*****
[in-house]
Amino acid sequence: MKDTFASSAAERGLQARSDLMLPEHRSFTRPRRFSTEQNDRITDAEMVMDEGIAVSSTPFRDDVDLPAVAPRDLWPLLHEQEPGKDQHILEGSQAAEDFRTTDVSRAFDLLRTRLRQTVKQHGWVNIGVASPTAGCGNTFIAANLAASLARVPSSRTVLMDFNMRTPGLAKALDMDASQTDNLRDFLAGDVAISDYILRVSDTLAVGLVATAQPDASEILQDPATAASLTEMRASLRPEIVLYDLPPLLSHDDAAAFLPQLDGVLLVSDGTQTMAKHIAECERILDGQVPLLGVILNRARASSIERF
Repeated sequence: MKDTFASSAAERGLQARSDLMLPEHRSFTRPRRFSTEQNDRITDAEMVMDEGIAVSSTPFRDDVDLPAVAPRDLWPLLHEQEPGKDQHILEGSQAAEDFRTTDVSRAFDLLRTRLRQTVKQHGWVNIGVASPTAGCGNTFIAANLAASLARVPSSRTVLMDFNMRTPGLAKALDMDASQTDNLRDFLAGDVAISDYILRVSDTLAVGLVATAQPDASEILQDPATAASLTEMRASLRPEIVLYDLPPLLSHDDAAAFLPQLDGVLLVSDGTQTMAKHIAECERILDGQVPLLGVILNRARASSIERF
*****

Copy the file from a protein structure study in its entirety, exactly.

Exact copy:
[in-house]
Amino acid sequence: MKDTFASSAAERGLQARSDLMLPEHRSFTRPRRFSTEQNDRITDAEMVMDEGIAVSSTPFRDDVDLPAVAPRDLWPLLHEQEPGKDQHILEGSQAAEDFRTTDVSRAFDLLRTRLRQTVKQHGWVNIGVASPTAGCGNTFIAANLAASLARVPSSRTVLMDFNMRTPGLAKALDMDASQTDNLRDFLAGDVAISDYILRVSDTLAVGLVATAQPDASEILQDPATAASLTEMRASLRPEIVLYDLPPLLSHDDAAAFLPQLDGVLLVSDGTQTMAKHIAECERILDGQVPLLGVILNRARASSIERF
Repeated sequence: MKDTFASSAAERGLQARSDLMLPEHRSFTRPRRFSTEQNDRITDAEMVMDEGIAVSSTPFRDDVDLPAVAPRDLWPLLHEQEPGKDQHILEGSQAAEDFRTTDVSRAFDLLRTRLRQTVKQHGWVNIGVASPTAGCGNTFIAANLAASLARVPSSRTVLMDFNMRTPGLAKALDMDASQTDNLRDFLAGDVAISDYILRVSDTLAVGLVATAQPDASEILQDPATAASLTEMRASLRPEIVLYDLPPLLSHDDAAAFLPQLDGVLLVSDGTQTMAKHIAECERILDGQVPLLGVILNRARASSIERF